Posts Tagged ‘90s alt-rock’

Christopher Nosnibor

It’s fitting that a band as wildly eclectic and sonically unpredictable as Bearfoot Beware should have a suitably varied and contrasting but complimentary lineup of bands on the bill for their album launch show. And it turns out that tonight is a night of energetic bassists.

Ganglions’ bassist is almost swamped by her instrument, but she kicks out some thumping basslines around which the Sheffield trio forge an unusual blend of grungy post-rock jazz with melody. It’s an unusual blend. Some moments border on the twee, a shade muso, even a touch indulgent in their noodliness, but their tightness carries the complexity of the songs’ structures and nagging, interloping guitar motifs which even incorporate currents of reggae and skiffliness. They’ve also got enough energy and drive – both the songs and the band themselves – to make it all pull together, making their set engaging and entertaining.

Ganglions

Ganglions

It’s quite the leap to go from a compact three-piece unit to the sprawling ten-legged groove machine that is ZoZo. RSI means that front man Tom has had to ditch the guitar and stick to vocals only. The two vocalists are set up in front of the small stage, and Fred really throws himself into the choppy, cutty guitar parts.

However, it’s the exuberant lunges of bassist Joe, who cranks out some driving bass noise, that provide the band’s most striking visual focal point, while sonically, it’s the big, raucous, sax sound that defines the band’s brand of art-rock. Their frenetic funk fusion calls to mind aspects of Gang of Four, Talking Heads, and Shriekback, but their more flamboyant inclinations and pop sensibility perhaps owes more to acts like The Associates, ABC, and Orange Juice. They’re as tight as they are lively, as well as being good fun.

ZoZo

ZoZo

Bearfoot Beware blur final soundchecking with the actual set, lurching headlong into scorching rendition of ‘Point Scorer.’ It’s a hell of a way to introduce the new album to the crowd, and they follow with a couple more newies before touching on the back catalogue. The songs twist, turn, lumber and lurch unpredictably, and as I watch them, I can’t help but wonder just how much they must rehearse to memorise the complex song structures and play every change with such precision. They don’t just play, either, but really perform. Again, it’s the bass player, Richard Vowden, who provides the axis around which the band spins, both as a physical and sonic presence. Energy emanates from him as he bounds and lurches around, legs going all over, a perpetual blur, his contortions almost literal interpretations of the musical compositions, while the chunky grooves hold down the spasmodic, fractured guitars.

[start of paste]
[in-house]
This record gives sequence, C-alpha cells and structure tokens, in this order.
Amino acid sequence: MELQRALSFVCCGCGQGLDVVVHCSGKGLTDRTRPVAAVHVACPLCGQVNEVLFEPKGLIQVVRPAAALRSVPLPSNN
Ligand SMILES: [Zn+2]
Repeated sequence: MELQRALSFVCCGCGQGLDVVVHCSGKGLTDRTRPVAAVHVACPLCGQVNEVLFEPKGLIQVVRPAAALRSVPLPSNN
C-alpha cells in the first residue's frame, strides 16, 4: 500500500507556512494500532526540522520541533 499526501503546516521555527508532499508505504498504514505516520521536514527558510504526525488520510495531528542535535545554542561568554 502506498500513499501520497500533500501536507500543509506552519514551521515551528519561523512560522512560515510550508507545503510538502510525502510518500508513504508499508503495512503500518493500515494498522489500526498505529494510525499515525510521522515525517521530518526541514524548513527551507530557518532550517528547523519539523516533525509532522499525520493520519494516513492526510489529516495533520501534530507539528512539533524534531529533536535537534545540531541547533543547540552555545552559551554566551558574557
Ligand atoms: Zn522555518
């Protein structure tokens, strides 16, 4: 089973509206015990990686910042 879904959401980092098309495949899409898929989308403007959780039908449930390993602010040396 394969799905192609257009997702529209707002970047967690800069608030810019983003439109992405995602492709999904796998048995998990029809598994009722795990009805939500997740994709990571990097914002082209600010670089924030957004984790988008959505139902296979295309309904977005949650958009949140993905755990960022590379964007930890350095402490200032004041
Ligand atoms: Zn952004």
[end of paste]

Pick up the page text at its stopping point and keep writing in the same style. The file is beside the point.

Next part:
Bearfoot Beware

Bearfoot Beware

Their Pavement meets Shellac meets No Age stylings make for an angular racket, but it this somehow suggests a band out of time and hung up on the US alternative scene of the 90s, its delivered with a twist that’s representative of the contemporary Leeds scene. It’s perhaps hardly surprising that a band whose members have established a rehearsal space and studio that lie at the heart of a DIY subscene all of its own should epitomise it.

I’ve digressed, and am no longer focusing on the set, but any launch event is only the beginning of a journey. Bearfoot Beware are here, and they’re now, and they’re kicking ass with Sea Magnolia. Tonight, they’ve thrown it out to Leeds, and tomorrow the world. It deserves to float.

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Babylon Pink – 23rd June 2017

James Wells

Ooh. This is actually quite nice. Heavy hints of Amplifier colour the album’s opener, ‘Salt in Our Veins’, but I’m equally reminded of subtly psych-tinged 90s alt rock merchants 8 Storey Window. Their sole album, produced by Terry Bickers of House of Love, stands as something of a lost classic.

It seems odd to be writing about 8 Storey Window and House of Love – both very much 90s bands – given that Nasher is the current musical project of Brian Nash, formerly of 80s giants Frankie Goes to Hollywood.

‘432-1 Open the Vein’ certainly pegs back the abrasion and aggression of Brian’s forebears. In fact, Nash’s provocative past is cast aside here, with the songs on Open the Vein ditching synths and dancefloor-friendly beats in favour of what one might describe as a more alt-rock / indie sound which is very much guitar-orientated.

There are so many easy but emotive melodies stashed away in the layers of ‘Open the Vein’, with the soft, supple acoustic-led ‘Whole’ calls to mind Oceansize’s softer moments, with its processed harmonies and subtle sense of the expansive.

‘Where Will the Kids Live’ is dark, claustrophobic and uncomfortable despite its melodic accessibility. ‘Prostitutes and Cocaine’ slips into Doves-y pop orientated territory, and ‘Just Sounds Like Noise’ is an accessible piece of 80s prog-pop that strums along easily in its acoustic-led way, with heavily processed, smoothed-out and massively layered vocals. It sounds less like noise than some lame, overproduced bollocks, but given that the majority of the album is strong and dynamic, I’ll let it pass.

Nasher – 432-1 Open the Vein